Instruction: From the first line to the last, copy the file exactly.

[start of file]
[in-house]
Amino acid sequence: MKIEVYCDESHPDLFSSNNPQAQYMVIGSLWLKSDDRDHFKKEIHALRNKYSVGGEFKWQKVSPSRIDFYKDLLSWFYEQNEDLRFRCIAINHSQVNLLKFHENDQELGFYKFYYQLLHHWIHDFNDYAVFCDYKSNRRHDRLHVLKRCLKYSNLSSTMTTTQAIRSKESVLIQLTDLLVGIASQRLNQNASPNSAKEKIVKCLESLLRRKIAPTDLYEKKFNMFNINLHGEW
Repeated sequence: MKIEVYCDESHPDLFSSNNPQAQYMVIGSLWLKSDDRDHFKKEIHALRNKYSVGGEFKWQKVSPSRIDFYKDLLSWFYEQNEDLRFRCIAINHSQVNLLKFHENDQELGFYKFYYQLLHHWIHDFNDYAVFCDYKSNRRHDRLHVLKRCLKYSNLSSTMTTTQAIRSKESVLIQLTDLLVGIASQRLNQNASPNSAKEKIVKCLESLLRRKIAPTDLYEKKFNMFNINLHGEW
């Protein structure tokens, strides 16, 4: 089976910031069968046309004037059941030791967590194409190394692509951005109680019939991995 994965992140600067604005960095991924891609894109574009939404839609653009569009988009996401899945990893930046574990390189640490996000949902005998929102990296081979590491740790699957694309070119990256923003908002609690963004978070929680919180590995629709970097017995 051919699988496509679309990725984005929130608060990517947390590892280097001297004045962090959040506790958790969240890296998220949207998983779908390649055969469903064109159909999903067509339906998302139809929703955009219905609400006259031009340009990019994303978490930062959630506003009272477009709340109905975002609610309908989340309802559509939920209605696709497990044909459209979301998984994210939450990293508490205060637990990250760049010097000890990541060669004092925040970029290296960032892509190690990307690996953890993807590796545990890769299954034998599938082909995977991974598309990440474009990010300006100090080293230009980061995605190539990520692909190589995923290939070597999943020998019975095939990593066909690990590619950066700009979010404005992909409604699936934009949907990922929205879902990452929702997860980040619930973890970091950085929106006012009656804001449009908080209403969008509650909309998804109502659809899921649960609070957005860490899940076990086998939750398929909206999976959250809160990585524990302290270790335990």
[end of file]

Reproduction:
[in-house]
Amino acid sequence: MKIEVYCDESHPDLFSSNNPQAQYMVIGSLWLKSDDRDHFKKEIHALRNKYSVGGEFKWQKVSPSRIDFYKDLLSWFYEQNEDLRFRCIAINHSQVNLLKFHENDQELGFYKFYYQLLHHWIHDFNDYAVFCDYKSNRRHDRLHVLKRCLKYSNLSSTMTTTQAIRSKESVLIQLTDLLVGIASQRLNQNASPNSAKEKIVKCLESLLRRKIAPTDLYEKKFNMFNINLHGEW
Repeated sequence: MKIEVYCDESHPDLFSSNNPQAQYMVIGSLWLKSDDRDHFKKEIHALRNKYSVGGEFKWQKVSPSRIDFYKDLLSWFYEQNEDLRFRCIAINHSQVNLLKFHENDQELGFYKFYYQLLHHWIHDFNDYAVFCDYKSNRRHDRLHVLKRCLKYSNLSSTMTTTQAIRSKESVLIQLTDLLVGIASQRLNQNASPNSAKEKIVKCLESLLRRKIAPTDLYEKKFNMFNINLHGEW
């Protein structure tokens, strides 16, 4: 089976910031069968046309004037059941030791967590194409190394692509951005109680019939991995 994965992140600067604005960095991924891609894109574009939404839609653009569009988009996401899945990893930046574990390189640490996000949902005998929102990296081979590491740790699957694309070119990256923003908002609690963004978070929680919180590995629709970097017995 051919699988496509679309990725984005929130608060990517947390590892280097001297004045962090959040506790958790969240890296998220949207998983779908390649055969469903064109159909999903067509339906998302139809929703955009219905609400006259031009340009990019994303978490930062959630506003009272477009709340109905975002609610309908989340309802559509939920209605696709497990044909459209979301998984994210939450990293508490205060637990990250760049010097000890990541060669004092925040970029290296960032892509190690990307690996953890993807590796545990890769299954034998599938082909995977991974598309990440474009990010300006100090080293230009980061995605190539990520692909190589995923290939070597999943020998019975095939990593066909690990590619950066700009979010404005992909409604699936934009949907990922929205879902990452929702997860980040619930973890970091950085929106006012009656804001449009908080209403969008509650909309998804109502659809899921649960609070957005860490899940076990086998939750398929909206999976959250809160990585524990302290270790335990």